The senior commander of National Guard troops at the Pentagon, Lt. Gen. H. Steven Blum, said the Iraq deployment did not slow the hurricane response. He said that Louisiana Guard troops were "in the water and on the streets throughout the affected areas rescuing people within four hours of Katrina's passing," and that out-of-state troops arrived as soon as they could be mustered.

But state Guard commanders disagreed. "We would have used them if we'd had them," said Lt. Col. Pete Schneider, a spokesman for the Louisiana Guard. "We've always known in the event of a catastrophic storm in New Orleans that we'd use our resources up pretty fast."

There is little disagreement that Guard equipment sent to Iraq, particularly hundreds of high-water trucks, fuel trucks and satellite phones, could have helped speed the response. The chairmen of the Senate National Guard caucus, Christopher S. Bond, Republican of Missouri, and Patrick J. Leahy, Democrat of Vermont, said in a Sept. 13 letter to Mr. Bush that the Guard nationally had only 34 percent of its equipment available for use in the United States.

With about 150 high-water trucks available statewide, Guard commanders placed most of them outside the danger zone at bases more than two hours' drive from New Orleans. They risked parking 20 trucks at the low-lying Jackson Barracks so they could be immediately available.

Even though the National Hurricane Center warned that Hurricane Katrina might be catastrophic, they did not consider setting up headquarters elsewhere. In 10 years with the Guard, said Col. Tom Beron, who oversees most of the Guard's trucks and drivers, he had never seen more than a few inches of water on the grounds and none inside the buildings. But by midmorning on Aug. 29, as the flood approached the second floor of an armory where 35 truck mechanics, many of them unable to swim, had found refuge, Colonel Beron decided they needed to get out of that building.

The trucks were useless. "There's not a truck in the U.S. Army arsenal that could get through that water," Colonel Beron said.

After ferrying the mechanics to the three-story headquarters building in a borrowed fishing boat, guardsmen grabbed civilian neighbors as they floated past.

"It was best to have a rope tied to you, because the water would just carry you away," Colonel Curtis said.

The relocation of the Guard command on Aug. 30 to the Superdome from the flooded barracks assured attention to the huge crowd there. But as word arrived the next evening of the ballooning numbers at the convention center, commanders felt they had no soldiers to spare.

By happenstance, there were guardsmen at the convention center: backhoe operators, truck drivers and mechanics who had chosen a huge exhibit hall to stage their heavy equipment.

Of the 222 there, almost none were trained in police work or riot control. Many did not have weapons, said Colonel Mouton, the engineers' commander. "We didn't expect a martial law situation," he said. "We were building levees."

Thirsty, hungry civilians began banging on the doors. But commanders decided opening them would pose a danger of a stampede.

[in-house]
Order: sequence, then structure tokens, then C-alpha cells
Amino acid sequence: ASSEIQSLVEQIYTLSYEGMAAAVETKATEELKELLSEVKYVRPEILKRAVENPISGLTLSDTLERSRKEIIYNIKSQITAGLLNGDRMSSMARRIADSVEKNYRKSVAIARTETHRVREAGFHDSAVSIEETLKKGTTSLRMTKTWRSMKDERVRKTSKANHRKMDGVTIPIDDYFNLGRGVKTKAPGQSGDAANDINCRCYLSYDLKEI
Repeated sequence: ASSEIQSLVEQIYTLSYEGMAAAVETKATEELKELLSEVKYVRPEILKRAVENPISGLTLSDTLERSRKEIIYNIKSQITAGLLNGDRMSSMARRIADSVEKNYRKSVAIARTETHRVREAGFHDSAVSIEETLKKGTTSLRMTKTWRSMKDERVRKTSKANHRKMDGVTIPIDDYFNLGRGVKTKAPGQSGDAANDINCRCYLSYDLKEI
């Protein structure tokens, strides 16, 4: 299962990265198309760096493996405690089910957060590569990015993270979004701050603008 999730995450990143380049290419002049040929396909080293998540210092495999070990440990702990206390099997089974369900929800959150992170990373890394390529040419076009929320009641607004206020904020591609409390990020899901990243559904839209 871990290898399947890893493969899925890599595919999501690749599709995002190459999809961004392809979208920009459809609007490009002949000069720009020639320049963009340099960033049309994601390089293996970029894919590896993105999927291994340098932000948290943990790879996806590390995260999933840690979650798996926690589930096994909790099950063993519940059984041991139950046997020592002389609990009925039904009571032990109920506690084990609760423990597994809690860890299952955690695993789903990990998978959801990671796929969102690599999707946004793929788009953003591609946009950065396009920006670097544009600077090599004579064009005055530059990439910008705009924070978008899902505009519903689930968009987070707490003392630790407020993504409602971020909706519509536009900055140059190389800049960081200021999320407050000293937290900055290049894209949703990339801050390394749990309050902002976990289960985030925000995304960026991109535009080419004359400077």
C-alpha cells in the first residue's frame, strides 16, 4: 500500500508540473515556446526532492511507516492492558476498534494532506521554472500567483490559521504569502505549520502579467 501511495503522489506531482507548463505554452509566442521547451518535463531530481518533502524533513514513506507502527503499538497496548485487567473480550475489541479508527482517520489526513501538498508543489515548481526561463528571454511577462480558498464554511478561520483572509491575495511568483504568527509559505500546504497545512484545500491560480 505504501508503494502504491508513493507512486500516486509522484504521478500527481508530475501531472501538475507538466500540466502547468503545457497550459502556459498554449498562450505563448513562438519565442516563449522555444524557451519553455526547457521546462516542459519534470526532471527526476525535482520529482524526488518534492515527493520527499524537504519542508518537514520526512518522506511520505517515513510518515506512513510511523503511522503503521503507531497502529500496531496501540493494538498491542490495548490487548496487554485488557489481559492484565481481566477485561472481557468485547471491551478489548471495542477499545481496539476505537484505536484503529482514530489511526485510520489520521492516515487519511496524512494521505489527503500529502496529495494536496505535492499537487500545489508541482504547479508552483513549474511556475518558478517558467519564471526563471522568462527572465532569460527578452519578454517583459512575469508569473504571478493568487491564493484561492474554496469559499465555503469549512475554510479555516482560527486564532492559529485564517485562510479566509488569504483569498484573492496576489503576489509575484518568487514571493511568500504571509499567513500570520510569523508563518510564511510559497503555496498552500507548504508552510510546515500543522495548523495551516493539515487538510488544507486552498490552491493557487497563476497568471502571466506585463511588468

"We understand we're soldiers," Colonel Mouton said. "But what we had at the convention center was a partially armed group of engineers, ready to operate equipment," - and with enough food and water to anger 20,000 people.

On Sept. 1, he withdrew the engineers to the Superdome.

Aware that the Guard would be stretched thin, state officials had contacted other states two days before the storm hit about sending troops under an agreement called the Emergency Management Assistance Contract. The day the storm hit, Gov. Kathleen Babineaux Blanco of Louisiana asked President Bush for all the help he could provide. After touring New Orleans by helicopter the next day, she asked General Blum, of the National Guard Bureau at the Pentagon, to speed and coordinate aid from other states.

Some states got troops there quickly. Sgt. Lawrence Ouellette, a Rhode Island guardsman who works as a police officer, was in court in Central Falls, R.I., on Aug. 31, when he got the call. Just 24 hours later, he and his fellow soldiers had flown to a base near New Orleans and then flew by helicopter to the Superdome to help.

At least one governor, Bill Richardson of New Mexico, has complained publicly that his early offer of help went unanswered. Officials said New Mexico offered 200 Guard members the day the storm hit, and the troops were packed and ready to move the next day. But no orders were received to move those troops until two days later, Sept. 1, and 400 soldiers finally flew to the hurricane zone on Sept. 2.

At the Pentagon, National Guard officials offered no explanation for the apparent delay. An officer not involved in the specific case said the reasons might include lack of aircraft and housing for the troops or uncertainty about their mission.

In the weeks since the military presence brought order to the Gulf Coast, officials in Washington and statehouses have suggested that the state-controlled National Guard is no match for a disaster on the scale of Hurricane Katrina. Some have suggested that the military have a domestic force ready for instant deployment, while others say the Pentagon should simply assume responsibility for communications and other support services. Defense Secretary Donald H. Rumsfeld said yesterday that he expected a debate on the military's role.

"It's up to the country, the government, to think that through and decide how they want to be arranged for a catastrophic event," Mr. Rumsfeld said.

Denise Bottcher, press secretary to Governor Blanco, said state officials supported such a rethinking. "Every piece of emergency preparedness, including the military, should be scrutinized," Ms Bottcher said. "There should be some examination of how we can do this better."